The 20th of April was one the greatest #letswalkamile days yet. In and around the Glasgow area we had 4 events, involving over 1000 people walking a mile in someone else’s shoes to start the conversation that will end mental health stigma.
We also had a sneaky showing of a shortened version the walk a mile film at the Glasgow Centre for contemporary arts, to whet people’s appetites for the full premiere at the Scottish Mental Health Arts and Film Festival in September.
On top of all this, we had widespread coverage in social, local and mainstream media, that included 9 minutes on the STV 10 o’clock news.
It really was a fabulous few days.
I had bowled along to the events at Strathclyde University and the People’s Palace in Glasgow which turned into some kind of hug fest as people I’d never met before came up and threw their arms round me. The weather was glorious and, in case you’d forgotten, people really are fabulous.
The folk who were there would have seen how confidently and happily I speak in front of big audiences and how I love hearing everyone’s stories.
I’d been saving myself for the review of my disability benefits. My disability living allowance – a non means tested benefit that I’d been getting in the recognition that my life is, er, complicated because of my mental health problem, borderline personality disorder, is being replaced (hopefully) with Personal independence Payment – PiP.
But you just said you confidently spoke in front of 100’s of folk?!
Yes I did.
And you were on the telly, speaking happily…?
Yes I was.
Vanessa Feltz recently stood in for Jeremy Vine on radio 2. They were discussing the application process for the dreaded PiP.
Although the form is 40 pages long, most of the questions are written simply – as such, the intrepid stand in presenter seemed to be unable to get her head around the difficulties that people seem to be encountering with the whole process.
Don’t worry, I’m here to help.
I’ll tell you about what it means to me.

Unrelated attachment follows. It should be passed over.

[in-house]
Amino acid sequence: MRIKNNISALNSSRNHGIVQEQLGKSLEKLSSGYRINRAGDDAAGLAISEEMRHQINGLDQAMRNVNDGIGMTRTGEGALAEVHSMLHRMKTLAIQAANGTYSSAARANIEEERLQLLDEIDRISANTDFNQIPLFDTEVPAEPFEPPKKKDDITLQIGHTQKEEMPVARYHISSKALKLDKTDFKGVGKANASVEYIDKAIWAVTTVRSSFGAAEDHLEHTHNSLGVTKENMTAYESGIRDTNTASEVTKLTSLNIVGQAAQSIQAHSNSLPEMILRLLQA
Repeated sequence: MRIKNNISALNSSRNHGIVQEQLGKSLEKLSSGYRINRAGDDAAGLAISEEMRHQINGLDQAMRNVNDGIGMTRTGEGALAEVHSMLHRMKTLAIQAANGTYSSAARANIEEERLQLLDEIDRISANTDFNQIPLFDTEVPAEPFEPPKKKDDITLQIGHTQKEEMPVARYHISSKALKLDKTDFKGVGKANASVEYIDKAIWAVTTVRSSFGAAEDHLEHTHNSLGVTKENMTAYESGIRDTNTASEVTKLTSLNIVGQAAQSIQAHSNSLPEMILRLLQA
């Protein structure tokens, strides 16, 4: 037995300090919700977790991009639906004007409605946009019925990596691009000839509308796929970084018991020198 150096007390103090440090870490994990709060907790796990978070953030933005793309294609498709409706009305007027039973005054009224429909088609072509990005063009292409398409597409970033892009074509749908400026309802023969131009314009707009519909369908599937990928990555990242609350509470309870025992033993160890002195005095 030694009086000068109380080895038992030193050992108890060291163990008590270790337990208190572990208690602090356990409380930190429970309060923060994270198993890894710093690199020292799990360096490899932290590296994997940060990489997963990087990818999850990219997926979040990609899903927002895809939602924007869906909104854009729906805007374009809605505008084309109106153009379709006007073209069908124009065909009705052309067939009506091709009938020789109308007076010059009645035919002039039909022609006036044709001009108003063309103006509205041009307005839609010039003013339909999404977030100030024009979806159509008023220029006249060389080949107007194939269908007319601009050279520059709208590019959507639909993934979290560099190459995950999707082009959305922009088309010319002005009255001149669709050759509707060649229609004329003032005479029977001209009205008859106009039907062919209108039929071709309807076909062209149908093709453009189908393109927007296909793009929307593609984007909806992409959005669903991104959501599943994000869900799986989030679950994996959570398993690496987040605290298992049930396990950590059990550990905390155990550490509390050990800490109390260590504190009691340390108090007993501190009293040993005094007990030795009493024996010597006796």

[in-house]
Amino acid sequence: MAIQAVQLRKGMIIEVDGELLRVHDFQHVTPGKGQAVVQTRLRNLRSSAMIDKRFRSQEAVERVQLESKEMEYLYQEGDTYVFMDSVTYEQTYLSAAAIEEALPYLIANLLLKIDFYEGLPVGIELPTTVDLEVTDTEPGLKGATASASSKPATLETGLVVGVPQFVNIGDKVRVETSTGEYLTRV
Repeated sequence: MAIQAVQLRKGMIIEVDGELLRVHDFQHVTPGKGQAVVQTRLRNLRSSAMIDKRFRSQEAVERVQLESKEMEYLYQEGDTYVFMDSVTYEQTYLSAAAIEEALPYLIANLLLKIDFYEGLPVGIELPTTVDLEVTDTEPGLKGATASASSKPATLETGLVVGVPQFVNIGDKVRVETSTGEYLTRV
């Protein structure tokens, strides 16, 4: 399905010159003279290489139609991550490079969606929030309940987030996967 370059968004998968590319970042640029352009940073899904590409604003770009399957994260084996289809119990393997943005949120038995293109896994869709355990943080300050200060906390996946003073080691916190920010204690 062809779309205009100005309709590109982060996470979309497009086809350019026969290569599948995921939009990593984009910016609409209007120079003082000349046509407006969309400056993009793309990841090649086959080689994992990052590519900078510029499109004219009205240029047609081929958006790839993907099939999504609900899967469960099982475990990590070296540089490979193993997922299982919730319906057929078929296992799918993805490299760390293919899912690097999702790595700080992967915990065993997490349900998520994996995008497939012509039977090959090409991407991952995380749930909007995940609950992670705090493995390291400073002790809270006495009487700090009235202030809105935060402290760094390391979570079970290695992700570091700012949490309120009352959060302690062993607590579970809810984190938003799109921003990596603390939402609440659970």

Given the whole striver versus skiver culture that seems to have developed in this lovely country of ours, it’s difficult to remove myself from the guilt, shame and embarrassment and feelings of failure that accompany this application for benefits.
Tie into this my loss of roughly a third – an unpredictable third at that, of my life to this fucking malady, there’s the fear of not getting the benefit.
I mean, who’s going to employ me?
If I don’t get the benefit I’ll be pulled into a world where I’ll have to apply for jobs with employers who don’t understand the random disabling nature of this bastard condition.
So, with that backdrop, I make the first phone call.
I’m asked some security questions, then I’m told our conversation will take around 45 minutes.
Fair enough, you’d think, they need to be thorough asking about my mental and physical health and the like…
45 minutes later and they had nothing more than my personal details. Name, address, GP, and what label there is for my, er, difficulties.
45 minutes to elicit a tiny amount of information – information they already had!
The forms arrived in due course. I put them to one side. It was essential that I was in a good place to fill them out – with Ella to hand. I also knew simply completing the forms, admitting (just look at the stigmatising language I’m using here!) to my condition and what impact it has on my day to day life would be a trigger.
So I built up and built up to the day…finally got to the point where I opened the envelope, only to find it was nothing more than confirmation of the 45 minute wasted conversation I’d had with them a few weeks ago.
I sent it back, and the 40 pages duly arrive. As a social worker, I’d made it part of my job to ensure people got the benefits they were entitled to…I knew the process could be dehumanising and nightmarish…and here I am again…